Views of the Divine Nature
There are NUMEROUS ways the divine can be viewed. These are all true, in some sense, to some degree. These are all false, as any set of things we could possibly put together must be complete, as we cannot as finite beings perceive the infinite. Thus, all are woefully incomplete. Nonetheless, as other pages on this site use various theological definitions for these things, explanations and definitions will be given for the terms used or commonly used.
Definitions of -isms
Following are some definitions of the beliefs in God, or possible beliefs or non-beliefs in God or the Gods. This is by no means an exhaustive list!
  • Monotheism - A belief that there is one God with a name, form, and attributes Who is separate from mundane things, although interacts with them to some degree.
  • Dualism - A belief that two things exist. Unfortunately, the most common of these is the dualism of good and evil, light and dark, white and black. The first thing is generally considered "good" and the second "evil". That wouldn't be so bad except other pairs of opposites get put into that duality. That comes to include masculine and feminine, active and passive, white and non-white races, thin and fat, tall and short, and so on.
    Samkhya is a dualistic belief system in some sense because it believes that Purusa or Pure Consciousness exists as well as Prakriti or Primordial Materiality exists. These are masculine and feminine, respectively. They are viewed as different, but neither is "greater" or "lesser" than the other.
  • Pantheism - a belief that God is throughout and within Everything.
  • Monism - A belief that Everything exists within God. There is a small, subtle difference between pantheism and monism, in terms of what is within what, and hence the idea of which is "bigger". A monist believes that the divine is "Everything that does, has, ever will or could exist plus a little bit more." The Pantheist believes that God is a little bit smaller than Everything that exists.
    Slightly different is the whole concept of Advaita, or "Non-Dualism". In most ways, non-dualism is identical to monism as usually thought of, but it does not have to be. A non-dualist can be a non-theist as well.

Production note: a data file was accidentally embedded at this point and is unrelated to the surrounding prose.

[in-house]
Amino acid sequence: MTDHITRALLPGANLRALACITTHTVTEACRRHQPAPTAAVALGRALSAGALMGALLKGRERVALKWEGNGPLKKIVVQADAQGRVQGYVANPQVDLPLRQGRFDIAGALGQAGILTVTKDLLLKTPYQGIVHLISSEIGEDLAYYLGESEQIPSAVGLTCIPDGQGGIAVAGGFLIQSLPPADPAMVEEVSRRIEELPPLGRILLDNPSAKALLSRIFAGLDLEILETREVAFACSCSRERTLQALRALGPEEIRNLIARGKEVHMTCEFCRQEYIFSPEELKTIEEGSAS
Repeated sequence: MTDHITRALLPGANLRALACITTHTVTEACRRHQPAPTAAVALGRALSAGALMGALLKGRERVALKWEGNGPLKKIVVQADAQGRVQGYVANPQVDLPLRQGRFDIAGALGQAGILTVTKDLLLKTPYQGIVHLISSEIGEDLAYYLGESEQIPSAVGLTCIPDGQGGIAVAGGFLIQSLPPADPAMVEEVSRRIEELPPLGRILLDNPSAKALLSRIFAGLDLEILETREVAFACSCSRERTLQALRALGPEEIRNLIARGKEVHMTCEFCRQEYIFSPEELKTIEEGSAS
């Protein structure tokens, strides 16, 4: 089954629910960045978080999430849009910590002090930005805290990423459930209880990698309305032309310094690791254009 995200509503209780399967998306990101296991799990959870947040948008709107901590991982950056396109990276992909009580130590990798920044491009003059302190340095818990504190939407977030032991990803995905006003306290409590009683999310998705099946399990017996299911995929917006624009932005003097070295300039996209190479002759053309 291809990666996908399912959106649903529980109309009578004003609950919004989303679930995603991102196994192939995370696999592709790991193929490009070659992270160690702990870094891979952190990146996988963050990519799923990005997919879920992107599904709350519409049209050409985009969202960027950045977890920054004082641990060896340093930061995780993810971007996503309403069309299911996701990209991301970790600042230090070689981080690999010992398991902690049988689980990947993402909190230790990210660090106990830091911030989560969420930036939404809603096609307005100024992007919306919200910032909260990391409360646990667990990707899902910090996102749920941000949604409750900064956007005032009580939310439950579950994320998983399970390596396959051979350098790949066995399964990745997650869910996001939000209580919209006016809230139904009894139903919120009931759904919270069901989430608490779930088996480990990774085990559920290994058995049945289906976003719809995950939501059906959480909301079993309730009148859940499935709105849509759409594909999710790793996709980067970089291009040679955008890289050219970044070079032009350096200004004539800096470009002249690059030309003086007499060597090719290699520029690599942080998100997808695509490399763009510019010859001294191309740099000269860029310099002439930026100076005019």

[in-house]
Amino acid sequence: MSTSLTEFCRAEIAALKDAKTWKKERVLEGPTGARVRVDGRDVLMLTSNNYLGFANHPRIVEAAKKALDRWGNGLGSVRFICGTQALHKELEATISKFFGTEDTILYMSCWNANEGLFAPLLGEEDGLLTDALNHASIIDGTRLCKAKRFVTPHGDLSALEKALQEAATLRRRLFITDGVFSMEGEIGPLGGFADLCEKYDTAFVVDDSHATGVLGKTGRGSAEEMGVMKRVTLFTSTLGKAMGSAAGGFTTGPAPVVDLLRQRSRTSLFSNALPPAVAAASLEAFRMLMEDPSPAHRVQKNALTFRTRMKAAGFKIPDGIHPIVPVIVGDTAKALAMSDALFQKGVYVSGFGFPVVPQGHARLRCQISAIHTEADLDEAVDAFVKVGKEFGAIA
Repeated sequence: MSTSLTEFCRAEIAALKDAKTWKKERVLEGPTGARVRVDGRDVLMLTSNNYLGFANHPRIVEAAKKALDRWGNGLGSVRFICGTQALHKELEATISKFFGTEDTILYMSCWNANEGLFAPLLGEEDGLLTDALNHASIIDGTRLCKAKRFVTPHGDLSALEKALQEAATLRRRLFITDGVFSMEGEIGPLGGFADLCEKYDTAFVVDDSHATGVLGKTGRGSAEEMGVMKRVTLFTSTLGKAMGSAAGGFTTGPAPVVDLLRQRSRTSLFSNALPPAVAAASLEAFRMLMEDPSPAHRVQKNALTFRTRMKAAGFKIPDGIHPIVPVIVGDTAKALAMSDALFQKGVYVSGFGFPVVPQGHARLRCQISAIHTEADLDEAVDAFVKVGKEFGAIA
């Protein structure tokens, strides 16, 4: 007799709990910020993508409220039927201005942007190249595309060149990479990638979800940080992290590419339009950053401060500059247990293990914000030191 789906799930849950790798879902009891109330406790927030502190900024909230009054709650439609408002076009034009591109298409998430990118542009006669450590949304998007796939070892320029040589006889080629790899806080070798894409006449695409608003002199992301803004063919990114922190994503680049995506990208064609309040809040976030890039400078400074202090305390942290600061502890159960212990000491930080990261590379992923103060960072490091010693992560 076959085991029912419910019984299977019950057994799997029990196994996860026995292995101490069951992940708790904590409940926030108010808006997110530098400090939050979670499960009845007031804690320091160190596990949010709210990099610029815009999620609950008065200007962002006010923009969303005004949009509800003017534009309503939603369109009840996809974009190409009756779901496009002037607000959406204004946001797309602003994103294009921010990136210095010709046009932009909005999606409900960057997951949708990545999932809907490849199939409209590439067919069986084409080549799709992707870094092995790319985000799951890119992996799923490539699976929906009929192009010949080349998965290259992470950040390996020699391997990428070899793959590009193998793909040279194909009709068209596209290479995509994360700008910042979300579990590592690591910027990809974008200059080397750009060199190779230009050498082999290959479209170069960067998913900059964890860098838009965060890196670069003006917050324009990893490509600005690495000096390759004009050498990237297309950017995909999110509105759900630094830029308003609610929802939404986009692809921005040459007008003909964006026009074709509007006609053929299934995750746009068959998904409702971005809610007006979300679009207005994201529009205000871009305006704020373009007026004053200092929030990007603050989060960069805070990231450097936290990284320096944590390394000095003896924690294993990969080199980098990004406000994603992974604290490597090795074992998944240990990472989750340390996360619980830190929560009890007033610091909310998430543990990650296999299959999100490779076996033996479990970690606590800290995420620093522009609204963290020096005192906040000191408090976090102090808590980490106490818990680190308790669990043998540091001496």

• Panentheism - The Gods are everywhere, within, throughout, between, and among everything.
  • Polytheism - Numerous Gods, at least three, objectively exist outside of the material world, although They may interact with it from time to time. Most polytheisms have numerous Gods. Hinduism enumerates 30,306 (or 3,306 in some translations), although Hinduism is not strictly polytheistic, even though it looks that way and is often practiced that way.
  • Non-Theism - Any belief system that is silent on the existence or non-existence of God or the Gods. It may believe that this is unknowable, or it may believe that it is ultimately unimportant to its goals.
  • Atheism - Lack of belief in God, Gods, or the divine.
  • Agnosticism - An assertion that it is unknown and perhaps unknowable whether any sort of God exists or not, as well as the nature of any such God Who may exist. A great confusion comes over the definition of agnostic: It is not "atheism light". Theism or atheism or nontheism involve what someone believes. Agnosticism, or its positive form, gnosticism, involves what someone knows.
  • Anti-Theism - A belief system that absolutely asserts not only that there is no God, but that notions of God must be abandoned and actively disbelieved, or that the belief in a God or Gods is harmful to the person or to others.
Divine Nature Viewed Within Samkhya Wicca
Wicca certainly has NO catechism or any universal statement of beliefs, nor any governing body. Samkhya has texts, but no central authority to make judgments on what is or is not heretical. Indeed, the whole concept of heresy does not exist within any sect of Hinduism, much less the sect that values the individual use of the intellect as much as Samkhya!

Nonetheless, there are some things that are better suited to it than others. Monotheism is better suited to an authoritarian, usually patriarchal structure. As there is respect for both the masculine and the feminine, monotheism at least in any form that it exists presently simply would not fit. Agnosticism does not work well as a permanent condition because a great deal of the focus of Samkhya is to KNOW, as it is a system of belief best suited to Jnana.

There are systems of Samkhya philosophy which are atheistic or even anti-theistic. There is one Samkhyin text that overtly states that there is no omniscient, omnipotent, omnipresent God. They do believe that the gods exist, so that this text is polytheistic in nature.

All of this being said, the Truth of all of these is the intersection of all of these belief systems. That point is the Truth. Purusa may need to show you this, and at the same time, It is the point!
Copyright 2004 by Elizabeth Harper
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